Tag Archives: world

In a World of Disasters: Where are we heading until Year’s End?

Almost two thirds of this year are gone. Where is the balance, so far, in global politics? It is summer time, so it is time for reflection.

As last December—when we asked you for the last time for a prognosis, the liberal world order, established after 1945—is in disarray. An alternative is not in sight. The American president is a loose cannon, erratic and unstable. Midterm elections may cost him the majority in at least one chamber of the House. China’s economy looks slightly more stable, but it is entangled in a trade war with the U.S. A medicine scandal is tainting the highly centralized Chinese system, so the buck has to stop at the top.

In the EU, another country is moving away from the basic consensus of the Paris Charter in 1990 – Italy. Half of voters in recent elections voted populist. An impending trade war with the U.S. is on hold, and may (or may not) commence later this year. In Russia, the soccer championship was enjoyable for many, but a much criticized pension reform is shifting the allegiances of the electorate away from the current powers. Ukraine is still not considered to have moved beyond Russia’s sovereignty. Internally, political issues in Ukraine are significant. India and Brazil  are facing their own domestic issues.

Climate change is on the march. We are experiencing one of the hottest summers on record. Plastic is covering ever bigger parts of the oceans (and the earth). The big IT companies are still unsure how to address data protection demands. And how to balance the freedom of expression, and the protection against ‘hate speech’. Protectionism and mercantilism are en vogue, as are nonsense concepts such as ‘alternative reality’. The independence of media has to be defended every month.

What is your forecast for the rest of the year? What can be expected?

-Klaus Segbers

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New global tasks or persevering for a change?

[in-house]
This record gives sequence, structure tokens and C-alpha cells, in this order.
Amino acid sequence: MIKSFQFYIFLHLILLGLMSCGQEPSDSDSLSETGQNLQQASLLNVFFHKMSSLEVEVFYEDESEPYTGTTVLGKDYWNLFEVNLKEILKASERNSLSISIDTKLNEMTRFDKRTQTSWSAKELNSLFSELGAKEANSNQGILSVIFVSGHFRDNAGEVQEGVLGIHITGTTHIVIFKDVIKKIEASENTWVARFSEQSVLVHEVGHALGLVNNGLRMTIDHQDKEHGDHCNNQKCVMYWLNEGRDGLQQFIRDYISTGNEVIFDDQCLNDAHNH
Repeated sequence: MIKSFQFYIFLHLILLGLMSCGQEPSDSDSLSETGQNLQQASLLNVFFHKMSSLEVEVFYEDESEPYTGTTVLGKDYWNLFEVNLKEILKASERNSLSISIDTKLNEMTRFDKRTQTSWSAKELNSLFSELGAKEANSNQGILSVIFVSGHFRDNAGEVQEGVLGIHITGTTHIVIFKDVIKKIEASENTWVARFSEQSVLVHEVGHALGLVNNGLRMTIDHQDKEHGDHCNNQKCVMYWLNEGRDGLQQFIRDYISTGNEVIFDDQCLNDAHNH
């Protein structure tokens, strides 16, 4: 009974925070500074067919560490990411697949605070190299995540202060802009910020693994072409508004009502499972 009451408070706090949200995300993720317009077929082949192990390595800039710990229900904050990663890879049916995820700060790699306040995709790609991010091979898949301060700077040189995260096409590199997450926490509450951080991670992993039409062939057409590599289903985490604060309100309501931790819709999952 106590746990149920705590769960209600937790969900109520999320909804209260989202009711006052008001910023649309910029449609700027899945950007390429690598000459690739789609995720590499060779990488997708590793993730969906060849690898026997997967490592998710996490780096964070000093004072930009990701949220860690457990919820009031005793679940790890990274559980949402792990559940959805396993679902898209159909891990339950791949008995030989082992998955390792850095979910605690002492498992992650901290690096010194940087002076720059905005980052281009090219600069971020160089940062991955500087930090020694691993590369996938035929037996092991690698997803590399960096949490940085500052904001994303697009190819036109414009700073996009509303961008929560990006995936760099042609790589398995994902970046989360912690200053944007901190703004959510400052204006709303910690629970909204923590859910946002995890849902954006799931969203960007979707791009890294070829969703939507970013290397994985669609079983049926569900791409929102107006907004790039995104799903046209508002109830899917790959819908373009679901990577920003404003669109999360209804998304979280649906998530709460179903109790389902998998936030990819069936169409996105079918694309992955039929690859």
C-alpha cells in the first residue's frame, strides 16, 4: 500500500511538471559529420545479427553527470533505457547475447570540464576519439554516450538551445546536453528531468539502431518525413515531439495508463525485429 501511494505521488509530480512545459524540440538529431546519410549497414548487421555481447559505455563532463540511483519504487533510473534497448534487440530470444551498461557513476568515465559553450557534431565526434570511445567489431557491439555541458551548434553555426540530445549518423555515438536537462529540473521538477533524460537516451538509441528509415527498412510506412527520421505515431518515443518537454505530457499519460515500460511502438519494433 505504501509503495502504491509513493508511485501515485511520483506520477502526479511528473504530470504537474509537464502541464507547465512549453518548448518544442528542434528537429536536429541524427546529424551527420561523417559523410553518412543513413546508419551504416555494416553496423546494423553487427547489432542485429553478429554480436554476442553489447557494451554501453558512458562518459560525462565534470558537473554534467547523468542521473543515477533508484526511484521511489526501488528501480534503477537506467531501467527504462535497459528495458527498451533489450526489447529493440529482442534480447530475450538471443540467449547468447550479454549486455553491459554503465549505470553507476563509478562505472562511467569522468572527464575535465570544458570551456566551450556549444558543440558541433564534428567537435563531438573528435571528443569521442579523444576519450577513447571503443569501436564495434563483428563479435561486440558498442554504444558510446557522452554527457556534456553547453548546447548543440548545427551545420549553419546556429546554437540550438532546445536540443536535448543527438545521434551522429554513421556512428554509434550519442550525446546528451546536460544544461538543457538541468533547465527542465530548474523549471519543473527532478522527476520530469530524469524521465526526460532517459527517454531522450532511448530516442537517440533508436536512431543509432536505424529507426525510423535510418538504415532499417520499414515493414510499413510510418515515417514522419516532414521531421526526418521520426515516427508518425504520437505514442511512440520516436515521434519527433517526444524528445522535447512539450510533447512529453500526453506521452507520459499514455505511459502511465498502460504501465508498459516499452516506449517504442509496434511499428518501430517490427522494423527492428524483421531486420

Europe is watching with puzzlement and growing despair at how the world is changing. The liberal global order as it was established after 1945 is becoming weaker. The guarantor for this order, the administration of the United States, is turning away from this role. China, while implicitly
suggesting that it might take over this role, is far away from it, at least far from any support for a liberal order. Russia (a middle power with nukes and based on carbon-based energy resources) is far away from both: order, and liberalism.

The EU, the biggest economic bloc and with two permanent seats in the Security Council, is considering its options. While alliances with either China or Russia are out of the question, the 70 year alliance between the EU and the US is under threat.

What, then, is a higher risk to the EU? To muddle through and hope for a better U.S. president (possibly an erroneous tactic), or to finally take over more of its own responsibility—especially in security and trade?

-Klaus Segbers

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What is the right way to handle the migration flows in Europe?

Attitudes and policies toward migrants are a relevant issue across countries and continents. The issue of migration is amongst the most divisive of our political epoch, and there is constant debate about the practical and moral challenges of migration policies.

One philosophical question at the forefront of debate is whether states have the right to determine or select which incoming migrants have the right to asylum. Proponents of a selective intake have argued that this can help to protect existing cultural, economic and political communities from outside influence. In response, critics argue that the background and circumstances (such as birthplace) of potential migrants should have no bearing on their freedom of movement.

Practically, it is a challenge to properly categorize incoming people. This challenge is exacerbated by the fact that certain privileges or entitlements are tied to certain categories or statuses. For example, asylum seekers are generally accepted, refugee cases must be treated in accordance with the UNHCR regulation, and rejected (but not deported) individuals can retain a subsidiary status. Legislation and bilateral agreements also offer possibilities such as migration for the purpose of family reunion, or for labor.